When my late wife was diagnosed with BRCA2-related triple-negative breast cancer, I realized how important medical literacy is for patients and their loved ones.
Trying to make sense of the countless test reports and blood work results that are given to patients with cancer can be confusing and overwhelming for both patients and caregivers, and a doctor’s lack of time and effort to fully explain the results and the potential consequences when there is an atypical report can add to the frustration, and sometimes even be life-threatening.
When I was my late wife’s caregiver during the often-challenging treatment for her metastatic triple-negative breast cancer, I had to take on the additional task of trying to figure out what every blood test or scan report determined and what could be done for results that were abnormal or out of range.
After every oncologist’s appointment, I diligently researched what each test result meant or might mean in the future so I could try and intelligently ask her doctors and nurses questions about it. But it was a daunting task finding current and relevant credible peer-reviewed papers, especially as many were often behind paywalls. And it didn’t help that I was just an artist. While not scientifically ignorant, I’m not a medically trained professional. Illustrating an occasional medical or science story for a children’s magazine hardly qualified me for a very difficult role that I was forced into unexpectedly one day.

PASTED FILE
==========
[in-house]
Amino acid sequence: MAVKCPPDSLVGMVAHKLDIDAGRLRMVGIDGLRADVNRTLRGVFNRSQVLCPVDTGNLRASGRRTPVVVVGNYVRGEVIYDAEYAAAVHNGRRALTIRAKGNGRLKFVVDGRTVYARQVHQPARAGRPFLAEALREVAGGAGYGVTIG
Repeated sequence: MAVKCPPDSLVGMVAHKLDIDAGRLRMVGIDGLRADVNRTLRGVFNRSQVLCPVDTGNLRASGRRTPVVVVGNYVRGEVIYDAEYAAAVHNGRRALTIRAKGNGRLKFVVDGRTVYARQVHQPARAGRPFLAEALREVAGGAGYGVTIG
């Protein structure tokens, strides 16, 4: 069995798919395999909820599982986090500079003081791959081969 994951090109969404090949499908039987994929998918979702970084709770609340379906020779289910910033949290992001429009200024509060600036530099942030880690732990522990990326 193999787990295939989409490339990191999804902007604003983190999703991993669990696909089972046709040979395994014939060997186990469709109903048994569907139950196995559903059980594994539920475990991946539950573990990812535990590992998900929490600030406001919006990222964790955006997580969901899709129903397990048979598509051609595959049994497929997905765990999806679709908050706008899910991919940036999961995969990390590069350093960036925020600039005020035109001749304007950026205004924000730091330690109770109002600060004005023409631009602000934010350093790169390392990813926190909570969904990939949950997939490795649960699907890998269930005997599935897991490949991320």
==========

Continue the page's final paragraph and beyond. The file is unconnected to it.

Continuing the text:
And as the cancer advanced and the treatments became more desperate, doctors seemed to explain less and less, and I had to double my efforts researching and getting doctors to let me know all the details of her care.
And all of this was made worse by the fact that my wife’s cancer was preventable. Because she inherited a BRCA2 mutation, genetic testing and prophylactic surgery would have significantly reduced her risk of getting breast cancer. But information about the germline mutation and the threat to her and our daughter was never expressly shared with her or many other family members by relatives that had known about it for years. I believe that had a relative’s gene sequencing report been better explained by a doctor and had it clearly stated how the positive result could also potentially affect all blood relatives, my wife would be alive and a previvor like our daughter, who inherited the mutation from her mother.
Medical literacy is important, but not everybody is medically educated. Sometimes it is hard for the patient to know every detail and to know what is significant and potentially life-threatening and what isn’t and what questions to ask. It should be the duty of the doctors and the labs to explicitly, and in simple terms, explain what a positive or out-of-range test might mean for the patient – and sometimes even relatives.
The author is a hereditary cancer widower and solo parent of a BRCA2 Previvor. He’s showing up and speaking up about cancer prevention. He believes nobody should die of a preventable cancer. Nobody!
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